Supply Chain Visibility’s Role in Working Capital Reduction

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Published March 10, 2014

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Supply chains are becoming increasingly complex as they transform into large, multi-tiered global networks that affect lead-time variability. At the same time, the expansion of the number of channels, trading partners, and countries involved in managing goods across the enterprise affects organizations’ ability to hold down costs and reduce working capital tied up in the pipeline. Leading companies are turning to supply chain visibility applications to improve working capital performance. This is done by reducing inventory in the pipeline, improving logistics performance, and synchronizing physical and financial supply chains to control upstream and downstream logistics costs.

Visibility implies that a company is both aware and in control of specific information related to physical shipments and activities within the supply chain. A number of surveys show many companies track inbound and outbound transit statues, but top performers are more likely to track items such as supplier production status, advanced shipment notices (ASN), customs clearance events, as well as in-transit status events at the order line level for inbound shipments. They also track trucking events the same way but for outbound shipments.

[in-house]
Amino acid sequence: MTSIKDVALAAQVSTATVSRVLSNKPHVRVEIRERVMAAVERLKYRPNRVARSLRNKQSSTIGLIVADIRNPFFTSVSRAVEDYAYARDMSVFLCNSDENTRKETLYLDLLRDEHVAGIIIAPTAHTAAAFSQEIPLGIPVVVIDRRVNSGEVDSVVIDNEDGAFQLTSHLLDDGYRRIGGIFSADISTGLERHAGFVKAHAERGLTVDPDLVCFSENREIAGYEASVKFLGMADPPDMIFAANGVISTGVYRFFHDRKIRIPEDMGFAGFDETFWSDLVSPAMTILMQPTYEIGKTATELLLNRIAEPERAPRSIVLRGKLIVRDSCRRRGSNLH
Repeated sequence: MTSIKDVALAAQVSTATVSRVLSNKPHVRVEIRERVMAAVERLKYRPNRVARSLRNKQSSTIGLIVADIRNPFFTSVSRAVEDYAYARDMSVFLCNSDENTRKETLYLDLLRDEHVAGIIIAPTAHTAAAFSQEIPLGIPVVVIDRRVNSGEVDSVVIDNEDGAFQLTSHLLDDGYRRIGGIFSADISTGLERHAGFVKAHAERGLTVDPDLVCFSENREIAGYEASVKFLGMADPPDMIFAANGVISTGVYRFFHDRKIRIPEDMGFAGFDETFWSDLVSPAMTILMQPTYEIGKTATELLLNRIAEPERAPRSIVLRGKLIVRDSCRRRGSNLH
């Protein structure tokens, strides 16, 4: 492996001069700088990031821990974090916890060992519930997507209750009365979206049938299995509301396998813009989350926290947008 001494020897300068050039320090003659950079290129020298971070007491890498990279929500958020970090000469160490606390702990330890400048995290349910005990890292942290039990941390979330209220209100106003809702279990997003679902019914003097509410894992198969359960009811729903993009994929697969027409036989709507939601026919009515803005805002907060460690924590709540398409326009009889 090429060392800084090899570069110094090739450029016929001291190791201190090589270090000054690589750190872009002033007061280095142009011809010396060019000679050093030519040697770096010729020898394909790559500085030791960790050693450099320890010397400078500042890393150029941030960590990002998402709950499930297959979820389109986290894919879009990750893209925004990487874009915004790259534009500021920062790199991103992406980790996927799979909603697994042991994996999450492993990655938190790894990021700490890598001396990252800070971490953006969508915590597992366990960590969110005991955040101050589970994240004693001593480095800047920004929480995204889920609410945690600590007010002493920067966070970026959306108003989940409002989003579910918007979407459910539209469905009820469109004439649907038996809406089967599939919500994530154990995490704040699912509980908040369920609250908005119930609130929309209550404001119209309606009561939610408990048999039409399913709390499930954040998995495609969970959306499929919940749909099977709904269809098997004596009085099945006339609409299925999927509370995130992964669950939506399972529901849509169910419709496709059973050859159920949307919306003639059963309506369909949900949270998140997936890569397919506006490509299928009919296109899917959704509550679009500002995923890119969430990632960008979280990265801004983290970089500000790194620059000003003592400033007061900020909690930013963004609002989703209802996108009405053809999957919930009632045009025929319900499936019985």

Tracking supplier and logistics events at the line level during the physical movement of goods allows organizations to know the amount of inventory and where it is at all times, leading to better decisions and visibility into critical potentially disruptive delays.

Visibility tools can also help synchronize the physical and financial supply chain, which yields additional ways to reduce working capital. The physical and financial supply chain share a need for common information captured by supply chain visibility applications. Financial supply chain benefits can include:

  • Understanding total landed costs-not just product costs.
  • Opportunities to improve working capital position by optimizing inventory financing.
  • Optimizing payment options with suppliers, which improves supplier access to capital at lower rates and removes risk from the supply chain.

Global supply chains are very challenging to manage. Information is consumed by multiple departments, such as purchasing, inventory control, logistics, and finance, among others. This can be captured in a silo by offline processes and disparate applications, causing inefficiency and missed savings opportunities.   Visibility applications can be a key part of your strategy to reduce working capital in the supply chain, as well as improve logistics performance.

 

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